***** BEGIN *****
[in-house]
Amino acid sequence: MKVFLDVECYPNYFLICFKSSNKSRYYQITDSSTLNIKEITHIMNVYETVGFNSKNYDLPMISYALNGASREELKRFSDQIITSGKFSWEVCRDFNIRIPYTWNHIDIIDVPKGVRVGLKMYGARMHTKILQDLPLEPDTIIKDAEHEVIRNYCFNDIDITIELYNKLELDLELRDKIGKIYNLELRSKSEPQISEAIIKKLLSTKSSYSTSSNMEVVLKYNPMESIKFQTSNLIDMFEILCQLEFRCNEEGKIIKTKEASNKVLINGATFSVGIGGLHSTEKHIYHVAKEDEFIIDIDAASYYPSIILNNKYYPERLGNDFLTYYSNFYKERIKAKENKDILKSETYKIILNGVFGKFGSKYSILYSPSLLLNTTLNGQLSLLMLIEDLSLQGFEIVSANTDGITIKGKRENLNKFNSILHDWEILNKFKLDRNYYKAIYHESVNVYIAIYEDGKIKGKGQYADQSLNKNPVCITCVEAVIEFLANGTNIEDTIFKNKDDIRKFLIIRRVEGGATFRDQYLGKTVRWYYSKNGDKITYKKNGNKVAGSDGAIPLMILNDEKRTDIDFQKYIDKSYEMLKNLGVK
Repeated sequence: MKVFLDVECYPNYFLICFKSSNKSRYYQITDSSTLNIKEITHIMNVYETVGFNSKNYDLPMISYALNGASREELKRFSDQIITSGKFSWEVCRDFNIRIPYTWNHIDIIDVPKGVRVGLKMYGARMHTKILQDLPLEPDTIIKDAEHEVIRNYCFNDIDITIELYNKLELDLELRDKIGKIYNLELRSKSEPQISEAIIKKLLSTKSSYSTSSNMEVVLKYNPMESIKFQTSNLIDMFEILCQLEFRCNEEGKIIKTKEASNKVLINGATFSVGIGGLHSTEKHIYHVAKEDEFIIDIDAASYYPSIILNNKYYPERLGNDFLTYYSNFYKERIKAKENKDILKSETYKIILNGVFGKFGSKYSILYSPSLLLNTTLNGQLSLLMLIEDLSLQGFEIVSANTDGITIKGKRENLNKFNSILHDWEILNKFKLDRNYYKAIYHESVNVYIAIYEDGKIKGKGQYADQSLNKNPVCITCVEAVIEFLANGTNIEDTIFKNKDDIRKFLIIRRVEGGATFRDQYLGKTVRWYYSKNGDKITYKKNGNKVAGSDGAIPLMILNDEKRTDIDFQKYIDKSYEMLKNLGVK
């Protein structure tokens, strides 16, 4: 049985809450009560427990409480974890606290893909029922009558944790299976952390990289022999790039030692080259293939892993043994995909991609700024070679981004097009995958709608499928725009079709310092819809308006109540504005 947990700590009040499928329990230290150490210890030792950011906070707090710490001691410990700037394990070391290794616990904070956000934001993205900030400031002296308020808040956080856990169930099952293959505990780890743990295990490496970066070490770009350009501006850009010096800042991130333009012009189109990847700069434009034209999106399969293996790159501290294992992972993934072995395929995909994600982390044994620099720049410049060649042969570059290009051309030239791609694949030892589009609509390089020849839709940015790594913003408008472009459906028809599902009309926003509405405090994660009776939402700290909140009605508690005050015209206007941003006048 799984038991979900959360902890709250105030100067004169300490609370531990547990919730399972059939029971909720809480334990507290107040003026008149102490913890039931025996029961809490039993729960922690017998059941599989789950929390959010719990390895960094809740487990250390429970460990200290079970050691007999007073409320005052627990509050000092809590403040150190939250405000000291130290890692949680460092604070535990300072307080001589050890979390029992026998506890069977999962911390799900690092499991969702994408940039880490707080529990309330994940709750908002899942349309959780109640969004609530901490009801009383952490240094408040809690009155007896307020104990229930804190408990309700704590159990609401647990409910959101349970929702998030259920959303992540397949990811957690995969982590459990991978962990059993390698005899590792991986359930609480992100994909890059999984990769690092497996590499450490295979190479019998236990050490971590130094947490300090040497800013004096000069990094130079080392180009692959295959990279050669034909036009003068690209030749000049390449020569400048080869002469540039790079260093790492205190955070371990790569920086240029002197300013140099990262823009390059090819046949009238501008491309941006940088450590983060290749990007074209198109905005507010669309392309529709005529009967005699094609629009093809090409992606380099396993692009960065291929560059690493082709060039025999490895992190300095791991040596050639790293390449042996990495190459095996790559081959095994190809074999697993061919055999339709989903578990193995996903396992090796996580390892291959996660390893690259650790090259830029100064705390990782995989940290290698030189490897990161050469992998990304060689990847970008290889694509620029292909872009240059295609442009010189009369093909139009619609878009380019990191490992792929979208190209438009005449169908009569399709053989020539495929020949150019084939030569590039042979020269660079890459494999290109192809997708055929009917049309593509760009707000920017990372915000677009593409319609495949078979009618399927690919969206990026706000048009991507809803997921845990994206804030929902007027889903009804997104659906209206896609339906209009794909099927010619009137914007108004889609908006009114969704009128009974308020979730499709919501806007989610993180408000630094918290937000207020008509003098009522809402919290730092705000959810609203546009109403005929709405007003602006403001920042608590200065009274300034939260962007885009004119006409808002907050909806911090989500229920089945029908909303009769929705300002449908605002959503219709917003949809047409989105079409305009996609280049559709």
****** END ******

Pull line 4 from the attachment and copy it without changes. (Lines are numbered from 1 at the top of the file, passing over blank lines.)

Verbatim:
């Protein structure tokens, strides 16, 4: 049985809450009560427990409480974890606290893909029922009558944790299976952390990289022999790039030692080259293939892993043994995909991609700024070679981004097009995958709608499928725009079709310092819809308006109540504005 947990700590009040499928329990230290150490210890030792950011906070707090710490001691410990700037394990070391290794616990904070956000934001993205900030400031002296308020808040956080856990169930099952293959505990780890743990295990490496970066070490770009350009501006850009010096800042991130333009012009189109990847700069434009034209999106399969293996790159501290294992992972993934072995395929995909994600982390044994620099720049410049060649042969570059290009051309030239791609694949030892589009609509390089020849839709940015790594913003408008472009459906028809599902009309926003509405405090994660009776939402700290909140009605508690005050015209206007941003006048 799984038991979900959360902890709250105030100067004169300490609370531990547990919730399972059939029971909720809480334990507290107040003026008149102490913890039931025996029961809490039993729960922690017998059941599989789950929390959010719990390895960094809740487990250390429970460990200290079970050691007999007073409320005052627990509050000092809590403040150190939250405000000291130290890692949680460092604070535990300072307080001589050890979390029992026998506890069977999962911390799900690092499991969702994408940039880490707080529990309330994940709750908002899942349309959780109640969004609530901490009801009383952490240094408040809690009155007896307020104990229930804190408990309700704590159990609401647990409910959101349970929702998030259920959303992540397949990811957690995969982590459990991978962990059993390698005899590792991986359930609480992100994909890059999984990769690092497996590499450490295979190479019998236990050490971590130094947490300090040497800013004096000069990094130079080392180009692959295959990279050669034909036009003068690209030749000049390449020569400048080869002469540039790079260093790492205190955070371990790569920086240029002197300013140099990262823009390059090819046949009238501008491309941006940088450590983060290749990007074209198109905005507010669309392309529709005529009967005699094609629009093809090409992606380099396993692009960065291929560059690493082709060039025999490895992190300095791991040596050639790293390449042996990495190459095996790559081959095994190809074999697993061919055999339709989903578990193995996903396992090796996580390892291959996660390893690259650790090259830029100064705390990782995989940290290698030189490897990161050469992998990304060689990847970008290889694509620029292909872009240059295609442009010189009369093909139009619609878009380019990191490992792929979208190209438009005449169908009569399709053989020539495929020949150019084939030569590039042979020269660079890459494999290109192809997708055929009917049309593509760009707000920017990372915000677009593409319609495949078979009618399927690919969206990026706000048009991507809803997921845990994206804030929902007027889903009804997104659906209206896609339906209009794909099927010619009137914007108004889609908006009114969704009128009974308020979730499709919501806007989610993180408000630094918290937000207020008509003098009522809402919290730092705000959810609203546009109403005929709405007003602006403001920042608590200065009274300034939260962007885009004119006409808002907050909806911090989500229920089945029908909303009769929705300002449908605002959503219709917003949809047409989105079409305009996609280049559709």